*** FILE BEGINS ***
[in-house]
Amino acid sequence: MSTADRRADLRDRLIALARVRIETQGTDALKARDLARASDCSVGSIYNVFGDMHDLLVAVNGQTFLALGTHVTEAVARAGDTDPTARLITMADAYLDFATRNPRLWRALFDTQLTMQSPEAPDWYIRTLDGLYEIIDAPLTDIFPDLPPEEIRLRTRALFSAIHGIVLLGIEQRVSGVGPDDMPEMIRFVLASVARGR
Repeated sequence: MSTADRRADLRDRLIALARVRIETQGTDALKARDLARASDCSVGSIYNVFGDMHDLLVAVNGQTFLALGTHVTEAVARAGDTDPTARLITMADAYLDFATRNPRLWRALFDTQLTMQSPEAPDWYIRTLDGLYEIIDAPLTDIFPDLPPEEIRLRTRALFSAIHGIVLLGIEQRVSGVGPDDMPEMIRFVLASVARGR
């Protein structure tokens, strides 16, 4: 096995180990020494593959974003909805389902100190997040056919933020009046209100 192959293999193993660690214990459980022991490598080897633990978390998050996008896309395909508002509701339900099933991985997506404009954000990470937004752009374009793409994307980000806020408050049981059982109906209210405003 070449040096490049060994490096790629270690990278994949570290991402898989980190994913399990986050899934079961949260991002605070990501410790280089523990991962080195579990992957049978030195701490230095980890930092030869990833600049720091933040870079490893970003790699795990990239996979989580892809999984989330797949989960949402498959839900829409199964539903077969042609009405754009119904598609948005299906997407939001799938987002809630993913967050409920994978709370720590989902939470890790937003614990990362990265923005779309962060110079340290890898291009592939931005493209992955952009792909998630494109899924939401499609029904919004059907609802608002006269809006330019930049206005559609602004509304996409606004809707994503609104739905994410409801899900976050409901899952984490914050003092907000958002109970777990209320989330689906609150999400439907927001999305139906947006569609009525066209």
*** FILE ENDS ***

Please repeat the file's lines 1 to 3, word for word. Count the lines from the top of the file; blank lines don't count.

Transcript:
[in-house]
Amino acid sequence: MSTADRRADLRDRLIALARVRIETQGTDALKARDLARASDCSVGSIYNVFGDMHDLLVAVNGQTFLALGTHVTEAVARAGDTDPTARLITMADAYLDFATRNPRLWRALFDTQLTMQSPEAPDWYIRTLDGLYEIIDAPLTDIFPDLPPEEIRLRTRALFSAIHGIVLLGIEQRVSGVGPDDMPEMIRFVLASVARGR
Repeated sequence: MSTADRRADLRDRLIALARVRIETQGTDALKARDLARASDCSVGSIYNVFGDMHDLLVAVNGQTFLALGTHVTEAVARAGDTDPTARLITMADAYLDFATRNPRLWRALFDTQLTMQSPEAPDWYIRTLDGLYEIIDAPLTDIFPDLPPEEIRLRTRALFSAIHGIVLLGIEQRVSGVGPDDMPEMIRFVLASVARGR